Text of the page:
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Tuesday, September 12, 2006

 

The Voodoo Men, Soldiers, and Love Among the Ruins



Major Jay Thomas Aubin, 36, the first soldier on Iraq Coalition Casualties' list died on March 21, 2003. 21 year old Marine Corporal Jonathan Benson died on September 9, 2006 -- his name was 2669 on the list. The voodoo men spoke and resurrected ghosts of Neville Chamberlain and Winston Churchill. But even as they were speaking about successes in the war against terror, details of Col. Pete Devlin's report about Anbar Provice appeared in print in the Washington Post: "The chief of intelligence for the Marine Corps in Iraq recently filed an unusual secret report concluding that the prospects for securing that country's western Anbar province are dim and that there is almost nothing the U.S. military can do to improve the political and social situation there, said several military officers and intelligence officials familiar with its contents." "Even dating is Perilous in Polarized Baghdad" Romance is not dead in Iraq but the sectarian violence has cast its shadow on mixed relationships.






Situation Called Dire in West Iraq

One Army officer summarized it as arguing that in Anbar province, "We haven't been defeated militarily but we have been defeated politically -- and that's where wars are won and lost."

The "very pessimistic" statement, as one Marine officer called it, was dated Aug. 16 and sent to Washington shortly after that, and has been discussed across the Pentagon and elsewhere in national security circles. "I don't know if it is a shock wave, but it's made people uncomfortable," said a Defense Department official who has read the report. Like others interviewed about the report, he spoke on the condition that he not be identified by name because of the document's sensitivity.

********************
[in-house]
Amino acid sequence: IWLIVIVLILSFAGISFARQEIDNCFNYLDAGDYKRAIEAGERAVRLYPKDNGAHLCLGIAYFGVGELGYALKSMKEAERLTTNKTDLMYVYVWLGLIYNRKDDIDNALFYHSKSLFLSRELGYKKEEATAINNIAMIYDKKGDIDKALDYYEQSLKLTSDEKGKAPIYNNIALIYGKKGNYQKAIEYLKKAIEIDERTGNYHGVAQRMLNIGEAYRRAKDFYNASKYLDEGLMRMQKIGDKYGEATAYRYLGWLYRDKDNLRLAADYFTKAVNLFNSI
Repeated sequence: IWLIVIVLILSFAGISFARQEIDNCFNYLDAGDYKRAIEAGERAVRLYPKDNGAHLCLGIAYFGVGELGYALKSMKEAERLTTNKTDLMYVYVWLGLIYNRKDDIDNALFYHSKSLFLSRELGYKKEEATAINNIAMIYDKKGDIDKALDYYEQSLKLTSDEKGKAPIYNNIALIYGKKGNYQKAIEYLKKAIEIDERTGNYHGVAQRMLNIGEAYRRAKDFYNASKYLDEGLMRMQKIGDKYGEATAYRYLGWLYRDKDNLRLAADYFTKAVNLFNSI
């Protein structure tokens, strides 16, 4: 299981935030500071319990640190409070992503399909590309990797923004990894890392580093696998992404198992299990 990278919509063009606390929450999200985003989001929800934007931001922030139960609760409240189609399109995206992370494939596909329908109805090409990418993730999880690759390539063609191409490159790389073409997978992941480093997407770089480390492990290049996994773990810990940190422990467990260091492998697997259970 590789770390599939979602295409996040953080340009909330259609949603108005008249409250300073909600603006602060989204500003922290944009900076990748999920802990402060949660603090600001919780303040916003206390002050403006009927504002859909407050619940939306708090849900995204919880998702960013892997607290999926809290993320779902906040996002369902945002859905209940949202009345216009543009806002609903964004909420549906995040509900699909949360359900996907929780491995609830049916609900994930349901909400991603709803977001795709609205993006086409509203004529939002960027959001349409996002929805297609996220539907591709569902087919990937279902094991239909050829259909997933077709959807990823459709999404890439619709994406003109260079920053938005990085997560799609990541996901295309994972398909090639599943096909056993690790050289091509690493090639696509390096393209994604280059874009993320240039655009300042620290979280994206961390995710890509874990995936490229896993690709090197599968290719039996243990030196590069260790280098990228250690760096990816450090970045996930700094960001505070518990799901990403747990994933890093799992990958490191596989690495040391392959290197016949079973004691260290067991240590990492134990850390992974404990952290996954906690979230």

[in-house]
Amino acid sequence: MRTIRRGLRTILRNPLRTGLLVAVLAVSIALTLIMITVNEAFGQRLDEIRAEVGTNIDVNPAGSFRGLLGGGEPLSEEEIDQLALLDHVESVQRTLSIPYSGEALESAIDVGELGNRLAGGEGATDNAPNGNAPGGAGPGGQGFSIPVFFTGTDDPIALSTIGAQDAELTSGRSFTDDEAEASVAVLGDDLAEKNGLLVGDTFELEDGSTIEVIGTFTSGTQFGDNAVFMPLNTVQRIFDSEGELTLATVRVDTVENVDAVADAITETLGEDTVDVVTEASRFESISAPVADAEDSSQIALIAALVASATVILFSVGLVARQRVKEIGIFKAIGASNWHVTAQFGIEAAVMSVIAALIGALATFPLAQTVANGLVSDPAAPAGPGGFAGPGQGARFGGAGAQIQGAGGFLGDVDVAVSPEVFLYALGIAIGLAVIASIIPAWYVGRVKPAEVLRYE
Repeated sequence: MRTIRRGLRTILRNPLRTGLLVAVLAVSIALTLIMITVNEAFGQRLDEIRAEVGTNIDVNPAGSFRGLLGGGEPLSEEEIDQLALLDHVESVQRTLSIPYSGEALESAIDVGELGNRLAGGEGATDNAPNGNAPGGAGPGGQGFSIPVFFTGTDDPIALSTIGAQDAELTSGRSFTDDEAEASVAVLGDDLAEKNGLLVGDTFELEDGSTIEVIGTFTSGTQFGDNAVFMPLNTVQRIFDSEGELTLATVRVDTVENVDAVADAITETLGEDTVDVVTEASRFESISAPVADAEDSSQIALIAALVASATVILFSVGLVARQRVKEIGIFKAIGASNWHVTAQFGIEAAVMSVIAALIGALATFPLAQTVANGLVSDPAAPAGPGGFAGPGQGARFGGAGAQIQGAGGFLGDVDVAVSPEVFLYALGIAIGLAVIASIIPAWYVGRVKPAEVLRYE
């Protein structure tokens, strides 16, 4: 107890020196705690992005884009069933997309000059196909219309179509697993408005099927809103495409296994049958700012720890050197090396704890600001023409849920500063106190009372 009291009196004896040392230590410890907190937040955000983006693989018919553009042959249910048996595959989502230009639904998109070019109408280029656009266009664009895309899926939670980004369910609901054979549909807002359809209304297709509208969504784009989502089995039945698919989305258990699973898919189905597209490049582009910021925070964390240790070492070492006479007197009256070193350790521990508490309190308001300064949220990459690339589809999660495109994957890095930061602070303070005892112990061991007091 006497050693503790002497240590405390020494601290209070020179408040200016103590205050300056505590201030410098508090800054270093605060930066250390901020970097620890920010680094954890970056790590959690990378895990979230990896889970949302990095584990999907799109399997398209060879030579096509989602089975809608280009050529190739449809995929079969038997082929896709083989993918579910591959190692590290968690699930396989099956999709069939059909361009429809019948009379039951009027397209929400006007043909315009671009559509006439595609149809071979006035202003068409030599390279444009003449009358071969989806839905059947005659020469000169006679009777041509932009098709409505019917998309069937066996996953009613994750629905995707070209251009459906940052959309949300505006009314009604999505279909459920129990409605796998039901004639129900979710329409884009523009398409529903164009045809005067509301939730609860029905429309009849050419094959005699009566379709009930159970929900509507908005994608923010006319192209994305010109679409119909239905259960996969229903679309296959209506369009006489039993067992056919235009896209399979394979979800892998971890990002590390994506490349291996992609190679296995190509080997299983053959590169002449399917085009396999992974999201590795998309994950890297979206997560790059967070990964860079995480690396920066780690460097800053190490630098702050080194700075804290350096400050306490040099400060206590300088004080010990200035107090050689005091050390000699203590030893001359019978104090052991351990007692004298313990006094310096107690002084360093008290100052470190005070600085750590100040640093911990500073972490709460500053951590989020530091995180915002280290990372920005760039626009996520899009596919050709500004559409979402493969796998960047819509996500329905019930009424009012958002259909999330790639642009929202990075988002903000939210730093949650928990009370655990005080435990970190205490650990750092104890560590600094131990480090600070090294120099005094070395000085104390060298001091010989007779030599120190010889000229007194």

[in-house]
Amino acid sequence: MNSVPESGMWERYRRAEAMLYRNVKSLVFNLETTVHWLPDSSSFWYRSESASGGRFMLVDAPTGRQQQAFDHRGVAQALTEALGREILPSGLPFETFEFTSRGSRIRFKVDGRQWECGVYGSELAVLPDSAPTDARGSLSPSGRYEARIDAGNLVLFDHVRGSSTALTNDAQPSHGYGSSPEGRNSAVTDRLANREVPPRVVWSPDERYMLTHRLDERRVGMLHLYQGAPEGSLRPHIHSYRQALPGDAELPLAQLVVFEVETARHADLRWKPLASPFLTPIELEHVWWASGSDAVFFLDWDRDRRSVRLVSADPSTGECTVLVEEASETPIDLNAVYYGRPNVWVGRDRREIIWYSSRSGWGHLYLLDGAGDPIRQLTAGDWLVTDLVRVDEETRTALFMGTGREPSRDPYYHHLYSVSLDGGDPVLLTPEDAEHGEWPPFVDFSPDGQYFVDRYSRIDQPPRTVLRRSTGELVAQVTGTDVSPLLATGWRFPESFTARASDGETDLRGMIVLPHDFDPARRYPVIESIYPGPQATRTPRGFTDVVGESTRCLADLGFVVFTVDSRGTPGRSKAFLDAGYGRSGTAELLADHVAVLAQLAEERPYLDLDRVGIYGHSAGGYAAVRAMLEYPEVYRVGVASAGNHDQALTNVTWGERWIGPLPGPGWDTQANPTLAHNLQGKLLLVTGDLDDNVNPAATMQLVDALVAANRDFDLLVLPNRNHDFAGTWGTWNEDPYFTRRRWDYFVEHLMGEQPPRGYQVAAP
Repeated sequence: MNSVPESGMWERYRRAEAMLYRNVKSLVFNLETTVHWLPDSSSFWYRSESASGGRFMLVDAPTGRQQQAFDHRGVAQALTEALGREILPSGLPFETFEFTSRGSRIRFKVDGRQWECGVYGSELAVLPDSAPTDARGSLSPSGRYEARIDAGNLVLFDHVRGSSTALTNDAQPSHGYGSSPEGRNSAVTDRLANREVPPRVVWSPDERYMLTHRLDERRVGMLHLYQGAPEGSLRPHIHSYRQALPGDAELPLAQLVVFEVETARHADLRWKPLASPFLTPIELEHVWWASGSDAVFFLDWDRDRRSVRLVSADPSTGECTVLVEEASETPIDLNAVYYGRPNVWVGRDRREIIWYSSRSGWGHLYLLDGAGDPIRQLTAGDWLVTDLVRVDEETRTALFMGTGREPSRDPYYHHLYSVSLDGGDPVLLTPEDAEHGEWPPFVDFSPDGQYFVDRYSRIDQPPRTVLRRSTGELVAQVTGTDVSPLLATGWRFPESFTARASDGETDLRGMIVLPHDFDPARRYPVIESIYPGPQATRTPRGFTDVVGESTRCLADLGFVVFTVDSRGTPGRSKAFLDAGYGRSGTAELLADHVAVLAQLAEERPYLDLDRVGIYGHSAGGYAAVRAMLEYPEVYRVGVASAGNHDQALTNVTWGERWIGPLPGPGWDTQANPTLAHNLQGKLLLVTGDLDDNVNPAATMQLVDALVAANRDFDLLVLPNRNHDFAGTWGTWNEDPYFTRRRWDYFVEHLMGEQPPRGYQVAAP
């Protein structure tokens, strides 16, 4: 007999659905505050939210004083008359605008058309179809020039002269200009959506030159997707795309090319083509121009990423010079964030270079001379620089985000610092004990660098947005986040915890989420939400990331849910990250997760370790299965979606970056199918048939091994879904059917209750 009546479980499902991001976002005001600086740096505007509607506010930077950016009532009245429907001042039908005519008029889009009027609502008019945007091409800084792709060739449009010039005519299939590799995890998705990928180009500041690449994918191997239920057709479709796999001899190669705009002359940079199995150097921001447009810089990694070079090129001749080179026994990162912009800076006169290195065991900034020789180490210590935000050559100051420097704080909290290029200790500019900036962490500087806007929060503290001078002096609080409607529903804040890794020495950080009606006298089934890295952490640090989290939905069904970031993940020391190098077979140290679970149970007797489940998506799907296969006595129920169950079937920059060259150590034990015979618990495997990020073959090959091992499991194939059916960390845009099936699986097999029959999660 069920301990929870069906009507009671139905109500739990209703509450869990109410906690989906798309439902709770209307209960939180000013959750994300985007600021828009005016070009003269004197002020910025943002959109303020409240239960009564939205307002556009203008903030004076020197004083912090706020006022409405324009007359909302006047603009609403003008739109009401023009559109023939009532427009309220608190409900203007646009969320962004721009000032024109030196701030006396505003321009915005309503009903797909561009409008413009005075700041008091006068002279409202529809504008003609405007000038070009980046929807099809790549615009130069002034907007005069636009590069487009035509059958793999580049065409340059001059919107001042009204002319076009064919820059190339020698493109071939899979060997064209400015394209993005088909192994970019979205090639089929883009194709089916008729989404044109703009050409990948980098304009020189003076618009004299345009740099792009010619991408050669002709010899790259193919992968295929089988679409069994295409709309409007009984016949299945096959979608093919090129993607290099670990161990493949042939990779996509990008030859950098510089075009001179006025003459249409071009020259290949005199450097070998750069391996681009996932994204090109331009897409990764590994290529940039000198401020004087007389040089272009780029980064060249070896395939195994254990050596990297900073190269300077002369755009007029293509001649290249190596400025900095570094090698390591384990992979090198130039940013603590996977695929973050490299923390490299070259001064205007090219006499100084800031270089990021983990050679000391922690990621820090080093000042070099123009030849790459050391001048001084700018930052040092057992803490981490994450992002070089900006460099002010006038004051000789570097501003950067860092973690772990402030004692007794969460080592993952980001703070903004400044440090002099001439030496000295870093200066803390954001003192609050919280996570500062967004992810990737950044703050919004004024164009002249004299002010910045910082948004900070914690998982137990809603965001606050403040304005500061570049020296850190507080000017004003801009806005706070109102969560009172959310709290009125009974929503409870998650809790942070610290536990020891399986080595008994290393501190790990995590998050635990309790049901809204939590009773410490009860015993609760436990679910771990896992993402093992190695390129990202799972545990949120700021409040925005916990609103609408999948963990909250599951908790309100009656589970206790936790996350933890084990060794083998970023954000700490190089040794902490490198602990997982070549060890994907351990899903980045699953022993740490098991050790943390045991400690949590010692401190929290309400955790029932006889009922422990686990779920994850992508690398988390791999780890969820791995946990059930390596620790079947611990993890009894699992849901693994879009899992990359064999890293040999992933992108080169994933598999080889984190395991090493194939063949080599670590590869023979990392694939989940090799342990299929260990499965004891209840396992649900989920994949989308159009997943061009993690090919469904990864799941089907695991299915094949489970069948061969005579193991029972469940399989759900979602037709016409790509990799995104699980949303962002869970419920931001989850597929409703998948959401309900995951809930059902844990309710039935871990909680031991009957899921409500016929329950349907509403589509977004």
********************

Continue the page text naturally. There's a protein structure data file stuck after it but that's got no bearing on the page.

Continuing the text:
'Matters of the Heart'

BAGHDAD -- He was a dashing young computer engineer. She was a shy student at his alma mater. They fell in love over lunch last year in the university cafeteria and promptly became engaged.

As they prepared for a future together, the couple barely discussed a subject that, under Saddam Hussein's rule, amounted to a footnote in matters of the heart: He was a Shiite Muslim; she was a Sunni Kurd.

But now those labels are tearing the couple apart. Barred by their families from marrying anyone of the opposite sect, the couple has erased one another's cellphone numbers and stopped speaking.

"There is no hope in this country anymore for Sunnis and Shiites to fall in love," said Husham al-Gizzy, a 25-year-old engineer, as he buried his face in his hands and recounted the story.



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